Alice M. Rivlin
The United States is standing at a critical juncture in its fiscal outlook. After experiencing a brief period of budget surpluses at the turn of the century, the federal government will run deficits that add about $4 trillion to the national debt over the next decade. Substantial deficits will likely continue long into the future because the looming retirement of the baby boom generation will raise spending in Social Security, Medicare, and Medicaid. At the same time, the federal government appears to be neglecting spending in key areas of social and economic policy. The nation thus faces a vital choice: continue down a path toward future fiscal crisis while under investing in critical areas, or increase resources in high-priority areas while also reducing the overall budget deficit. This choice will materially affect Americans' economic status and security in the immediate future as well as over long horizons. In R estoring Fiscal Sanity, a group of Brookings scholars with high-level government experience provide an overview of the country's likely medium- and long-term spending needs and the resources available to pay for them. They propose three alternative fiscal paths that are more responsible than the current path. One plan emphasizes spending cuts, the second emphasizes revenue increases, and a third is a balanced mix between the two.

The contributors address the policy choices in such areas as defense, homeland security, international assistance, and programs targeted to the less advantaged, the elderly, and other domestic priorities. In the process, they provide an understanding of the short- and long-run trade offs and illustrate how the budget can be reshaped to achieve high priority objectives in a fiscally responsible way.

Alice M. Rivlin
The United States is standing at a critical juncture in its fiscal outlook. After experiencing a brief period of budget surpluses at the turn of the century, the federal government will run deficits that add about $4 trillion to the national debt over the next decade. Substantial deficits will likely continue long into the future because the looming retirement of the baby boom generation will raise spending in Social Security, Medicare, and Medicaid. At the same time, the federal government appears to be neglecting spending in key areas of social and economic policy. The nation thus faces a vital choice: continue down a path toward future fiscal crisis while under investing in critical areas, or increase resources in high-priority areas while also reducing the overall budget deficit. This choice will materially affect Americans' economic status and security in the immediate future as well as over long horizons. In R estoring Fiscal Sanity, a group of Brookings scholars with high-level government experience provide an overview of the country's likely medium- and long-term spending needs and the resources available to pay for them. They propose three alternative fiscal paths that are more responsible than the current path. One plan emphasizes spending cuts, the second emphasizes revenue increases, and a third is a balanced mix between the two.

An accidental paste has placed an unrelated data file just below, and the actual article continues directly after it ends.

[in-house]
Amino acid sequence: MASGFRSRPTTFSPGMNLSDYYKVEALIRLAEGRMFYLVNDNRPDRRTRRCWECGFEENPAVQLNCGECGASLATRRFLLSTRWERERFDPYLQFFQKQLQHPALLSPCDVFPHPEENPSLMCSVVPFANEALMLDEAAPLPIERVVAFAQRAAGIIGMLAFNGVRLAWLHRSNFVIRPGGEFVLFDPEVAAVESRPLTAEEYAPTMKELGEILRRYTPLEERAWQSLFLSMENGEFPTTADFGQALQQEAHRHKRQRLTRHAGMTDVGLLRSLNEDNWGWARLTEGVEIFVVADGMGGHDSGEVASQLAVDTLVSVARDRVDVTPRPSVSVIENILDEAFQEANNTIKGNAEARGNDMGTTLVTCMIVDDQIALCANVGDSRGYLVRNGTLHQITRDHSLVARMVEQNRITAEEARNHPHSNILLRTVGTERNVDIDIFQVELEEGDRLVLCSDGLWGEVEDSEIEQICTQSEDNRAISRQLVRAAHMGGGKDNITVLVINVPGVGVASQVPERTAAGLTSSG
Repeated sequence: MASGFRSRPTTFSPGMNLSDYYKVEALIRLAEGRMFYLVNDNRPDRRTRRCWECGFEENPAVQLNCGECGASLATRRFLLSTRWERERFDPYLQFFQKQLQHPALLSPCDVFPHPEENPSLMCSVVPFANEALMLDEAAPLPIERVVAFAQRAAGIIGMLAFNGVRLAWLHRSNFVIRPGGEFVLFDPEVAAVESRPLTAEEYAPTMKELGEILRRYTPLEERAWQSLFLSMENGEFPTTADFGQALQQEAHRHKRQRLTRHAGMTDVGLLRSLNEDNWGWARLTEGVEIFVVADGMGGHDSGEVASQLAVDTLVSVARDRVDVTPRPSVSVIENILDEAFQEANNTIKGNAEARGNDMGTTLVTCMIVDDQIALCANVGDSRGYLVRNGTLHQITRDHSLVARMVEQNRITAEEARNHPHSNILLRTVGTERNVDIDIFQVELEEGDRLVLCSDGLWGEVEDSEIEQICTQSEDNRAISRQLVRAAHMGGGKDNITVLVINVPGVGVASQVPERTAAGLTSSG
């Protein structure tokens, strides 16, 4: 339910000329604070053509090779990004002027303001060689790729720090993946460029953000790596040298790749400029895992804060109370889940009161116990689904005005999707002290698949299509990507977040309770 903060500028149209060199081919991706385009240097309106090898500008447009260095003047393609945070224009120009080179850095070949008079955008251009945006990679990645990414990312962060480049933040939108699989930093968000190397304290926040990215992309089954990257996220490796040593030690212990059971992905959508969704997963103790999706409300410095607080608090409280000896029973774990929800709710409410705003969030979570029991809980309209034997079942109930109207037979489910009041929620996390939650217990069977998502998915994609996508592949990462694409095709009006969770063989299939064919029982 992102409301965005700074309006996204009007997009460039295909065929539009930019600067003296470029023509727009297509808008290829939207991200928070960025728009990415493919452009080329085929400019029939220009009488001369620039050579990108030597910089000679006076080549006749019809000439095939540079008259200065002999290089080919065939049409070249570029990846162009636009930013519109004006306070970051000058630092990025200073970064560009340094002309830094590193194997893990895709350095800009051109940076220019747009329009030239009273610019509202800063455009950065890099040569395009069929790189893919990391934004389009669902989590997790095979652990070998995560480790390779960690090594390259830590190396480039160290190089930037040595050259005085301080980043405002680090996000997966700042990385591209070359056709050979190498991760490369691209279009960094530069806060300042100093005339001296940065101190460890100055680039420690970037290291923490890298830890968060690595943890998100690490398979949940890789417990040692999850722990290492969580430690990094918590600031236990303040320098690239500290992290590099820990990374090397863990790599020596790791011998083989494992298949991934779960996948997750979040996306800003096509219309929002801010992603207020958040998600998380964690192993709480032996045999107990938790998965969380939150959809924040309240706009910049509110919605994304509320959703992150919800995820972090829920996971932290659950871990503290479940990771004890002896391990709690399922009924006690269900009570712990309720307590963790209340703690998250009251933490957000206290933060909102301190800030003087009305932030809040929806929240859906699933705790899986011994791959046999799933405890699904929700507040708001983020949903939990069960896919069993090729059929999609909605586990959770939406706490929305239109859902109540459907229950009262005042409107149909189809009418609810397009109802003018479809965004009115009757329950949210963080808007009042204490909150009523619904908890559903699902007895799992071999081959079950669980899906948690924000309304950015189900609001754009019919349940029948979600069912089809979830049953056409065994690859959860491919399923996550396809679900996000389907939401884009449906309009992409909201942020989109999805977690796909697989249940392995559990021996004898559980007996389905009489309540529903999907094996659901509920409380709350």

The contributors address the policy choices in such areas as defense, homeland security, international assistance, and programs targeted to the less advantaged, the elderly, and other domestic priorities. In the process, they provide an understanding of the short- and long-run trade offs and illustrate how the budget can be reshaped to achieve high priority objectives in a fiscally responsible way.

©2018 GoogleSite Terms of ServicePrivacyDevelopersArtistsAbout Google
By purchasing this item, you are transacting with Google Payments and agreeing to the Google Payments Terms of Service and Privacy Notice.